A bird drenched in oil after the BP oil spill disaster in 2010 off the US coast of Gulf of Mexico (File photo)
Two years after a major oil spill off the US coast of Gulf of Mexico, a new study has found that the disaster has sped up the loss of fragile marshlands in the southern state of Louisiana.
According to the study published in Proceedings of the National Academy of Sciences
journal on Monday, in Louisiana’s Barataria Bay, oiled marshes eroded at about twice the rate of non-oiled marshes following the deadly explosion at the Deepwater Horizon drilling rig in 2010.
Researchers suggested that when the oil is washed into the marshlands it kills thick grasses and leads to the death of the plants’ roots, destroying shore banks of the wetland.
“Doubling the rate of erosion is a huge number… It’s very significant in areas where you have erosion anyway” said Zoe Hughes, a marsh researcher at Boston University.
This comes while as experts say, the salt marshes of Louisiana are “lifeblood” for the state because shrimp, oysters, clams and fish hatch their young in the wetland, making the areas vital to the state’s fishing industry.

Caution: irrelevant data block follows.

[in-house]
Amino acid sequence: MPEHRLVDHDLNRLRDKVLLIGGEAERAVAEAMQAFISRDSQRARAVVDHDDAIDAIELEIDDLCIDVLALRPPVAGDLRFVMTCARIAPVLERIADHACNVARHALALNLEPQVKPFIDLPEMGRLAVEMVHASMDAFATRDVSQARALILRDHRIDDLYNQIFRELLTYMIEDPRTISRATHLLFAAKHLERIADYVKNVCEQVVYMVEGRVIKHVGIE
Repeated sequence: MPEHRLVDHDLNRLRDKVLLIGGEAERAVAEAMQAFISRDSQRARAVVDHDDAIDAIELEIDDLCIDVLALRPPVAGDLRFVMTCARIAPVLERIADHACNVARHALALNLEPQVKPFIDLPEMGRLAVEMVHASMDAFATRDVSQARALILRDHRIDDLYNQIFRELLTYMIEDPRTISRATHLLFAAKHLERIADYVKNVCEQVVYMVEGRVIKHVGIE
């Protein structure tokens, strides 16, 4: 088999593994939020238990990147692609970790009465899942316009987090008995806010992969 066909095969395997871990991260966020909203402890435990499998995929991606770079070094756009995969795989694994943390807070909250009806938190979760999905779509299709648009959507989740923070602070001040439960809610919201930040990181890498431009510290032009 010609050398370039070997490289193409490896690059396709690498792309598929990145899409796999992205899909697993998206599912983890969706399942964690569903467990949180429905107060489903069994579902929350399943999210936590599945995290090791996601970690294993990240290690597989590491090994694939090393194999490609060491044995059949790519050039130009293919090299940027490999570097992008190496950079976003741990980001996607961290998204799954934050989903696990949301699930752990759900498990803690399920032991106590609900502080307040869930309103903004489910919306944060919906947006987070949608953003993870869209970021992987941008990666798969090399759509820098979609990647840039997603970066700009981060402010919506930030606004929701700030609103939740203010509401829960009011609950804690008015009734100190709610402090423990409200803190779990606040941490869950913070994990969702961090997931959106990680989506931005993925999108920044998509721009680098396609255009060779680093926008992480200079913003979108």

The Deepwater Horizon rig exploded in the Gulf of Mexico off Louisiana on April 20, 2010, killing 11 workers and spewing more than 200 million gallons of oil from an undersea well owned by British Petroleum (BP PLC). The oil leak is described as the worst environmental disaster in the US history.
On March 2, BP agreed to pay USD 7.8 billion to settle a lawsuit with thousands of individuals affected by the oil spill disaster.